An excellent family: Since 2000, Bernd Mayländer has had the opportunity to drive an extraordinary family of Mercedes-AMG performance cars as safety cars. The tradition extends from the Mercedes-Benz CL 55 AMG (C 215, 2000), the SL 55 AMG (R 230, 2001 to 2002), CLK 55 AMG (C 209, 2003), SLK 55 AMG (R 171, 2004 to 2005), CLK 63 AMG (C 209, 2006 to 2007), SL 63 AMG (R 230, 2008 to 2009), SLS AMG (C 197, 2012 to 2014) through to the Mercedes-AMG GT S (C 190, 2015 to 2017) and Mercedes-AMG GT R (C 190, since 2018). All these historic safety cars of the brand with the star are included in the extensive Mercedes-Benz Classic vehicle collection.
A dream job: The race weekend on the track starts on Thursday for Bernd Mayländer as he inspects the track on foot to assess safety-relevant features such as curbs and crash barriers. Then he drives 15 to 30 laps alternately with both the safety cars available on site. “This is how I get accustomed to the track,” he explains, “I do my own personal qualifying laps.” On race Sunday, the Formula One safety car driver is also on hand for all the support races just to be on the safe side. “I’m often in the car from 8.45 a.m. – with a half-hour lunch break before the start of the Formula One race at 3.10 p.m.,” says Mayländer. He bears great responsibility, which is why he communicates directly with the race management team if there are any parts lying on the track, for example. “If you add up all the many different aspects, I have actually found my dream job,” says Mayländer.
Modern works team: Ten years ago, on 14 March 2010, the Mercedes-Benz works team returned to Formula One racing: The Mercedes-AMG Petronas Formula One team celebrated its première in the Bahrain Grand Prix. Michael Schumacher and Nico Rosberg both picked up points – Rosberg came fifth, followed by Schumacher in sixth place. However, the team had to wait more than two years until its first victory: On April 15, 2012, Nico Rosberg won the Formula One, the first time since 1955 that a Mercedes-Benz works racing car had done so. This was the foundation of an extremely successful era. Since 2012, the Mercedes-AMG Petronas Formula One team has won 93 races and won the drivers’ and constructors’ world championship double six times in a row from 2014 to 2019.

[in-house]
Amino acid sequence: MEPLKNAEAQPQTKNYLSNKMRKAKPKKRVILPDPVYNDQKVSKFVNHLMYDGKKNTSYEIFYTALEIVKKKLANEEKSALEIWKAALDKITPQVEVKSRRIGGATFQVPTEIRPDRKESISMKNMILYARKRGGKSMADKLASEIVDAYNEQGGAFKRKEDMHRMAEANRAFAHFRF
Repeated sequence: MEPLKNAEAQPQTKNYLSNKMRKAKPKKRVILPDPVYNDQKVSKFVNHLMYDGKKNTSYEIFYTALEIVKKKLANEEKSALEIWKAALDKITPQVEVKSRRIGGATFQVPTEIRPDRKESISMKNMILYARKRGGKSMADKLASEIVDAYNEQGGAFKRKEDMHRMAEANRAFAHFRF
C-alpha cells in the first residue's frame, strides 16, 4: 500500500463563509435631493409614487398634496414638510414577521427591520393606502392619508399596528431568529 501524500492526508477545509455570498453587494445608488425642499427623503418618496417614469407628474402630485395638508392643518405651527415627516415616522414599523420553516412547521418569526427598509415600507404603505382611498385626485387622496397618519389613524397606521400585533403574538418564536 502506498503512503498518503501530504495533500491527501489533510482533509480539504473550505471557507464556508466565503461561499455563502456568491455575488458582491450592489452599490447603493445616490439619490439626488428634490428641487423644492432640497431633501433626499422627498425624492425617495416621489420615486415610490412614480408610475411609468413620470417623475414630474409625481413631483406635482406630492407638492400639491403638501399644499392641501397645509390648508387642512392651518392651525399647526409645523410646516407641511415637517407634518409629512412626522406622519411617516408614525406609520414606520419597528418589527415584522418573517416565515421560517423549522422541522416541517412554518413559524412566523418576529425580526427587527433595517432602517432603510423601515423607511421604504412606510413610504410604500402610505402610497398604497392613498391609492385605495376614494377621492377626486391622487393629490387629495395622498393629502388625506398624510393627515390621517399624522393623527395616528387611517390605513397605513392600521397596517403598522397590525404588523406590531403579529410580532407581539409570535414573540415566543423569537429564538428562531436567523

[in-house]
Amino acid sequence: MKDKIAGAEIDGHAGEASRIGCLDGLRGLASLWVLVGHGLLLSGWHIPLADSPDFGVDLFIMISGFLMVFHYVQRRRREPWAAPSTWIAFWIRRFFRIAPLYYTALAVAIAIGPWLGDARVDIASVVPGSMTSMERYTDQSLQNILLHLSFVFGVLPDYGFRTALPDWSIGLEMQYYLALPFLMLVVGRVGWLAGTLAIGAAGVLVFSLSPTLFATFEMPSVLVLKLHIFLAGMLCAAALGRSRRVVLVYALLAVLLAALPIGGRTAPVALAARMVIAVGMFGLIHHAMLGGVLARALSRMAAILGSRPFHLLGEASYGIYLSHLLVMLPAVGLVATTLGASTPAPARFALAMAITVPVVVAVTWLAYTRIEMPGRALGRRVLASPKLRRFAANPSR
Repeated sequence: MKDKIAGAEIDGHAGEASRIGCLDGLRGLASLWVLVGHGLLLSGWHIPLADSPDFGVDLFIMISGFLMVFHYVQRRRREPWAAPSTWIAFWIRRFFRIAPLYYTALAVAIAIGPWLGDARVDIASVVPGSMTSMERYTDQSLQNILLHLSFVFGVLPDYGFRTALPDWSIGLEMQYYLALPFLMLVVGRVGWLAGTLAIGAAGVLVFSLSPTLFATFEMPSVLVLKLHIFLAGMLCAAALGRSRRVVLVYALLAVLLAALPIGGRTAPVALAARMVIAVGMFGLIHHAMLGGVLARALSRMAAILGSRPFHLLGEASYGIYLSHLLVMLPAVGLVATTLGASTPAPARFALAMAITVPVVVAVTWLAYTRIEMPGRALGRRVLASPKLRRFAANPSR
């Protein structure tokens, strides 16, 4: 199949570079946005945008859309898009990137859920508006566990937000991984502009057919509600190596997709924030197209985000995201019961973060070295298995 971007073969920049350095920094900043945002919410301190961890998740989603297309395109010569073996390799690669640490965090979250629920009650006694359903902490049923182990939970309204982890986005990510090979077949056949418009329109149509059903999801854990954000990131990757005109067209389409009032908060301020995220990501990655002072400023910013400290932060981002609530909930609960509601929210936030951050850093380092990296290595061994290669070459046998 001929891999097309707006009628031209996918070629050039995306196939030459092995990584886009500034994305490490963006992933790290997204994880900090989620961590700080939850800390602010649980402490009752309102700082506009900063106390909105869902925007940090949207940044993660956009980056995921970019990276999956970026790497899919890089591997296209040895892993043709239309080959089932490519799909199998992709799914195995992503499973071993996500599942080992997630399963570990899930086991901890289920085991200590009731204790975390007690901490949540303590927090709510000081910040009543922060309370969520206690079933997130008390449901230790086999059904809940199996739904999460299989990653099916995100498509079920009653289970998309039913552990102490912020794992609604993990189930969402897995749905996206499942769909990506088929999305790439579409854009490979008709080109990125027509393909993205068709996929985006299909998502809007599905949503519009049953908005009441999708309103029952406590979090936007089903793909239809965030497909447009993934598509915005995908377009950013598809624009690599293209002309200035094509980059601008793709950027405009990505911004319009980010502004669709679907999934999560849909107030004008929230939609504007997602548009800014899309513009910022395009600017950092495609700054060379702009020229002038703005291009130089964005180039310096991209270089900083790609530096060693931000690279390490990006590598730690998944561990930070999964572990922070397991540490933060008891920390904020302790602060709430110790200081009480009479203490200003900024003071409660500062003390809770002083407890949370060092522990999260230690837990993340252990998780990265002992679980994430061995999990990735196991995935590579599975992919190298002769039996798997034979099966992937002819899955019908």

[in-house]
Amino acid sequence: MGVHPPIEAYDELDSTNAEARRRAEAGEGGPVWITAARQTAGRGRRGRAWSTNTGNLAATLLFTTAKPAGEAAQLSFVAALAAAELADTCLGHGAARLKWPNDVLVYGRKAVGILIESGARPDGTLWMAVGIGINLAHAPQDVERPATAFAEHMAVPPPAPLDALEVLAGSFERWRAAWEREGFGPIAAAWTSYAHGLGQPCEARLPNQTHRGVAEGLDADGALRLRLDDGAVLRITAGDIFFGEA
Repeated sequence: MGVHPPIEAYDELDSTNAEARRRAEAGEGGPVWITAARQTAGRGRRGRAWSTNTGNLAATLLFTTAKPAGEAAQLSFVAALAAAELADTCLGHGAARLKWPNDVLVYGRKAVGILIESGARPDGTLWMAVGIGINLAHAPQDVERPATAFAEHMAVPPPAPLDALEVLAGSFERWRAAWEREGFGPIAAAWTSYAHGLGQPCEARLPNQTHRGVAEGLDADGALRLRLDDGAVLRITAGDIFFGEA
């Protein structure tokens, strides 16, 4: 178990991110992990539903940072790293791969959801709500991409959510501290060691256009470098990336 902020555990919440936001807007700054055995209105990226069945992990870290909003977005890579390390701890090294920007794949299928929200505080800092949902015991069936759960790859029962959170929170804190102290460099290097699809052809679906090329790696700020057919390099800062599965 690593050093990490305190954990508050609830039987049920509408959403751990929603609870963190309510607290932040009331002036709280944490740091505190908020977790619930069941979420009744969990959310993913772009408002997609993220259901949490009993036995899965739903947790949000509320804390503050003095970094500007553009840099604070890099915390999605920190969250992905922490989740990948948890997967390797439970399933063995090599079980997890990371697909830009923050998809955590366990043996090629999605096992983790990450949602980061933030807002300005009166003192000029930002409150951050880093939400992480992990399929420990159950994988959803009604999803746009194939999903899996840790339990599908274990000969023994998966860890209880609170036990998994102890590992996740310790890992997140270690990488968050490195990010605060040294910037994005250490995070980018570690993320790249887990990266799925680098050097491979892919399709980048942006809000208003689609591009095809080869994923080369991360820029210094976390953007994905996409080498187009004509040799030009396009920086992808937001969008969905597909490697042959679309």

Birthday 100 years ago: In 2020, Mercedes-Benz Classic commemorates the one-hundredth anniversary of the birth of rally driver Walter Schock. He was born on 3 April 1920 in Stuttgart-Wangen, Germany. After leaving school, he began an apprenticeship as a motor vehicle mechanic at Mercedes-Benz and was assigned to the testing department when his training finished. Although only 17 years old, Schock was allowed to take a driving test and worked as a driver and test driver. As a young man, he showed an inclination for motor sports. Then the Second World War broke out and Shock became a pilot in a Luftwaffe night squadron.
Rally successes: After the end of the war, Walter Schock was highly successful as a rally driver with Mercedes-Benz vehicles from 1954 onwards. In 1954, he participated in the Solitude Rally for the first time in a Mercedes-Benz 220 (W 180) and, much to his own surprise, won a gold medal. The following year, Schock teamed up with Rolf Moll at the Rally Monte Carlo – and took third place in the overall standings. In 1956 and 1960, Schock and his co-driver Moll became European Touring Car Rally Champions and also won the International Rally Champion title in 1956.
Victories in Argentina and Monaco: Amongst his greatest success stories were the first German overall victory in the Rallye Monte Carlo in 1960 and in the Argentine Touring Car Grand Prix in 1961 – in both cases driving a Mercedes-Benz 220 SE (W 111). Walter Schock was also drawn to circuit racing, as victories in races at the Nürburgring show. And in 1972, at the ripe age of 52, he finished 2nd in the senior ranking of the Rallye Monte Carlo. Walter Schock died in 2005 at the age of 85 in Stuttgart.
Ready for a sporting weekend: the weekend travel bag commemorating “125 Years of Motorsport” from Mercedes-Benz, which is a limited edition of 125, is available in the Mercedes-Benz Museum Shop as well as online in the Mercedes-Benz Classic Store (https://www.mercedes-benz-classic-store.com/en/detail/index/sArticle/1763/sCategory/437). The handcrafted bag made of silver grey cowhide in a classic design is a celebration of the unique motorsport history of Mercedes-Benz. This is emphasised by the appliqués showing among others the Mercedes-Benz Silver Arrows W 25 (1934), W 196 R (1954), the racing sports car 300 SLR (W 196 S) from 1955 and the DTM touring race car AMG-Mercedes 190 E 2.5-16 Evolution II from 1992. The appearance is rounded off with brand logos and additional vehicles including the Formula One racing car Mercedes-AMG F1 W09 EQ Power+. The price of the exclusive bag which, in addition to the main compartment (lined in cowhide and canvas), also has sections for a laptop and other accessories, is 690 euros.